The History of Our City
From Adams County Records
The Village was recognized by Adams County on April 9th, 1912:
"IN THE MATTER OF THE PETITION FOR THE INCORPORATION OF THE VILLAGE OF NEW MEADOWS, COUNTY OF ADAMS, STATE OF IDAHO.
Be it remembered that on this 9th day of April A.D. 1912, being the regular April 1912 meeting of the Commissioners of the County of Adams, State of Idaho. S.M. Heigho and two hundred and one others presented their petition, praying for the incorporation into a Village under the laws of the State of Idaho, The Village of New Meadows in said Adams County, State of Idaho, wherein it is set forth the **** of the said Corporation, and the metes and bounds thereof, together with a prayer for the said incorporation thereof, together with the metes and bounds as hereinbefore set forth, and for the appointment of five qualified persons to act as trustees of **** Village, until their successors are elected and qualified:
Upon reading and the filling of the said proposed petition as aforesaid the said board of County Commissioners finds that said petition fully meets all requirements of the law, and that the territory proposed to be incorporated contains more than two hundred inhabitants, and that a majority of the inhabitants of the said proposed village have signed such petition;
IT IS THEREFORE HEREBY ORDERED, that the said Village of New Meadows in the County of Adams, State of Idaho, be and the same is hereby organized, and incorporated under the pursuant to section 2222 of the Revised Codes of Idaho, and all acts amendatory, or supplementary thereto, and that the name of the said Corporation shall be New Meadows.
That the metes and bounds of the said Village of NEW MEADOWS shall be as follows to-wit; Commencing at the S.W. Corner of section 24 twp 19 N.R.I east B.N. thence north along the west line of said section 4404.3 feet, thence east on a line conforming to the north side of McLain Street of the New Meadows townsite, 2675.7 fee, thence south 330 feet, thence west 100 feet, thence south 60 feet, thence east 100 feet, thence south 16.2 feet, thence east 1391 feet, thence south 3950.2 feet to the south line of said section 4119.2 feet to the point of beginning.
And it is herby further ordered that the following named persons residents of the said Village are hereby appointed as trustees of the said Village and to act as such until their successors are elected and qualified, in the manner provided by law: Lee Highley, Isaac Lee, James M. Hart, T.S. Martin and Don Mathias, all of New Meadows County of Adams, State of Idaho."
Historical Snapshots, Postcards & Photos
Now for the rest of the story....
Settlers began coming into the valley in the 1880's. Charlie and Caroline Campbell, who with their family built the 20,000 acre Circle C ranch were among the first in the valley. For several years this was the largest cattle ranch in the state.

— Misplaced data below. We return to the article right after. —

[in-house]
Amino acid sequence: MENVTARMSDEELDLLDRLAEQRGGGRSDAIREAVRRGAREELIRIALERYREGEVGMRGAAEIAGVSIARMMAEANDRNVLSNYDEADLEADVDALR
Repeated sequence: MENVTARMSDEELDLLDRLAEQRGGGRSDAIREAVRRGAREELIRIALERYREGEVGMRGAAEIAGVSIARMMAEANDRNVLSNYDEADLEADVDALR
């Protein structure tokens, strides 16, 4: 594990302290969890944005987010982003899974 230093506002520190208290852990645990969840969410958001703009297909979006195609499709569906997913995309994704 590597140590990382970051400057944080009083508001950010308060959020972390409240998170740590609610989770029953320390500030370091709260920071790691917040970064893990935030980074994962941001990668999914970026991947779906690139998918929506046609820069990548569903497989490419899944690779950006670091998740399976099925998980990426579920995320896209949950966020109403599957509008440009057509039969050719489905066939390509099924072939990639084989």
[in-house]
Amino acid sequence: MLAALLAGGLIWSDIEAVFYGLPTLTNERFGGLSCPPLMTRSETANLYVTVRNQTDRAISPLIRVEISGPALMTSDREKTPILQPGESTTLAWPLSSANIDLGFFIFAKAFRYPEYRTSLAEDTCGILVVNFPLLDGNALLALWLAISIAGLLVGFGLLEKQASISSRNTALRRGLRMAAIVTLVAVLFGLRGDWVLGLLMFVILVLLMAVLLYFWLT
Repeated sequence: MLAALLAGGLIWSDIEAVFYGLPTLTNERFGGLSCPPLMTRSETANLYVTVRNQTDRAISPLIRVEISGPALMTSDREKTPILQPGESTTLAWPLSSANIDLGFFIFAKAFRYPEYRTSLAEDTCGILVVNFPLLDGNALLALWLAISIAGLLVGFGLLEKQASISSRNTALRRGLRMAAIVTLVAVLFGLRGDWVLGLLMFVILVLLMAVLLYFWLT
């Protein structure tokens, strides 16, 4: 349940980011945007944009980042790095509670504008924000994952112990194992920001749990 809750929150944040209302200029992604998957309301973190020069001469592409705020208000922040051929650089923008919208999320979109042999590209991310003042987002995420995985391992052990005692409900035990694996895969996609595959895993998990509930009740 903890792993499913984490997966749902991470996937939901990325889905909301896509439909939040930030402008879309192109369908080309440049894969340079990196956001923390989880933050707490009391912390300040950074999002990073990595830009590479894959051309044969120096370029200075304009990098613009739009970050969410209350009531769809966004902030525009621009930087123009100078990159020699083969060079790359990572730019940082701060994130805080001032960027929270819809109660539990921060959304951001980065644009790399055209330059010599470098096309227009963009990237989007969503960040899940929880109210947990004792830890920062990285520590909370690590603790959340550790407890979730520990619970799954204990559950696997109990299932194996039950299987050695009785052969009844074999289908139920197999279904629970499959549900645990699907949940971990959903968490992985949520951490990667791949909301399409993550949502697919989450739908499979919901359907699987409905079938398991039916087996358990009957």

The Pacific and Idaho Northern Railroad reached the site of New Meadows in 1911. Col. Edgar Heigho, president and general manager of the railroad, envisioned a planned community. He drew up a design that provided for an elegant railroad depot on the west end of town facing the palatial Hotel Heigho on the east end. Both of these structures became a reality with the hotel being built at Col. Heigho's command for the Washington County Land and Development Co. from July 1910 to February, 1912. The hotel contained forty-four rooms, a lobby, dining room and kitchen. Almost $12,000 was spent on mahogany furniture. Then in 1929 the hotel burned to the ground leaving only a cement curb. (Idaho for the Curious: a guide)
The railroad had a huge impact on the town of New Meadows and the surrounding area. This includes a lasting rift between the town of Old Meadows, its residents and anyone that broke a verbal agreement that called for a boycott of the railroad. As time passed people broke the agreement and were isolated from the rest of the community. As of March 5, 1981 in a local newspaper article by Dennis Setter it was stated that "To this day there is a club over here, a women's club, that if you live in New Meadows you can't be a member of it. This club goes back to the late 1800's." While the railroad created quite a rivalry between the two towns, it also has played a prominent role in several other events in the region. Elk from Yellowstone Park were brought into the valley in the early 1900's by way of boxcars and released to form a a herd in the valley. In 1978 the rail service was discontinued and the Union Pacific Railroad gave the depot to the City of New Meadows which in turn sold it to the Adams County Historical Society which has spent the past few years renovating the property and structure. In 1989 the townspeople celebrated the centennial of the depot and everything it had given to the community.